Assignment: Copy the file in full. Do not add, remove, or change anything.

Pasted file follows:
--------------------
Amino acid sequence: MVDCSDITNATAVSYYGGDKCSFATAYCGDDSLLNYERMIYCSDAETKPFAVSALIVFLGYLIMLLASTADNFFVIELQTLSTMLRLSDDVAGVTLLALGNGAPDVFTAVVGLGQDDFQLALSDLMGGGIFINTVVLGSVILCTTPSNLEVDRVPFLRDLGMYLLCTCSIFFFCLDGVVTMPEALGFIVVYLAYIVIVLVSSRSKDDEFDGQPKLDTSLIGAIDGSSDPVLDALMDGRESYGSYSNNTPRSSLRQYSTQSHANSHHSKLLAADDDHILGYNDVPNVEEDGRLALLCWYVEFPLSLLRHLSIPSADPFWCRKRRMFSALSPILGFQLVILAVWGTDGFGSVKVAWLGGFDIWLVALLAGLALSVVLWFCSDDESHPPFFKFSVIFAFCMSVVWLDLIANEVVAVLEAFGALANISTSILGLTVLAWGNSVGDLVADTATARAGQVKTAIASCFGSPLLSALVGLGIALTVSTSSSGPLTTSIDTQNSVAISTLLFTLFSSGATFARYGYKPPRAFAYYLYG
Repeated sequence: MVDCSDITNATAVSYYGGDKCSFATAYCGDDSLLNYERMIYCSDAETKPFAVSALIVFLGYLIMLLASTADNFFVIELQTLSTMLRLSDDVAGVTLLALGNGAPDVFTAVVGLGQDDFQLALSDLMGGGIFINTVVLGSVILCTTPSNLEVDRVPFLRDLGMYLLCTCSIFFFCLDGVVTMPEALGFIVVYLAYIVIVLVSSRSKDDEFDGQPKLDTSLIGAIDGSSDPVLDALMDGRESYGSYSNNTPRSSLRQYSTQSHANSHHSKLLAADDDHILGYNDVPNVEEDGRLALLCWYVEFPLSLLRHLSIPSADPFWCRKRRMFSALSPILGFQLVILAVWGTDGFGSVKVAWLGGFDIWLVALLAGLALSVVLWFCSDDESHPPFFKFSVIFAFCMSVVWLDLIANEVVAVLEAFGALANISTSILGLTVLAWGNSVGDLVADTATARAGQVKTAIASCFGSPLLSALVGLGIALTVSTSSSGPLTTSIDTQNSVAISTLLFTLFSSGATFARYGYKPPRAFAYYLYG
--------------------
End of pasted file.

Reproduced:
Amino acid sequence: MVDCSDITNATAVSYYGGDKCSFATAYCGDDSLLNYERMIYCSDAETKPFAVSALIVFLGYLIMLLASTADNFFVIELQTLSTMLRLSDDVAGVTLLALGNGAPDVFTAVVGLGQDDFQLALSDLMGGGIFINTVVLGSVILCTTPSNLEVDRVPFLRDLGMYLLCTCSIFFFCLDGVVTMPEALGFIVVYLAYIVIVLVSSRSKDDEFDGQPKLDTSLIGAIDGSSDPVLDALMDGRESYGSYSNNTPRSSLRQYSTQSHANSHHSKLLAADDDHILGYNDVPNVEEDGRLALLCWYVEFPLSLLRHLSIPSADPFWCRKRRMFSALSPILGFQLVILAVWGTDGFGSVKVAWLGGFDIWLVALLAGLALSVVLWFCSDDESHPPFFKFSVIFAFCMSVVWLDLIANEVVAVLEAFGALANISTSILGLTVLAWGNSVGDLVADTATARAGQVKTAIASCFGSPLLSALVGLGIALTVSTSSSGPLTTSIDTQNSVAISTLLFTLFSSGATFARYGYKPPRAFAYYLYG
Repeated sequence: MVDCSDITNATAVSYYGGDKCSFATAYCGDDSLLNYERMIYCSDAETKPFAVSALIVFLGYLIMLLASTADNFFVIELQTLSTMLRLSDDVAGVTLLALGNGAPDVFTAVVGLGQDDFQLALSDLMGGGIFINTVVLGSVILCTTPSNLEVDRVPFLRDLGMYLLCTCSIFFFCLDGVVTMPEALGFIVVYLAYIVIVLVSSRSKDDEFDGQPKLDTSLIGAIDGSSDPVLDALMDGRESYGSYSNNTPRSSLRQYSTQSHANSHHSKLLAADDDHILGYNDVPNVEEDGRLALLCWYVEFPLSLLRHLSIPSADPFWCRKRRMFSALSPILGFQLVILAVWGTDGFGSVKVAWLGGFDIWLVALLAGLALSVVLWFCSDDESHPPFFKFSVIFAFCMSVVWLDLIANEVVAVLEAFGALANISTSILGLTVLAWGNSVGDLVADTATARAGQVKTAIASCFGSPLLSALVGLGIALTVSTSSSGPLTTSIDTQNSVAISTLLFTLFSSGATFARYGYKPPRAFAYYLYG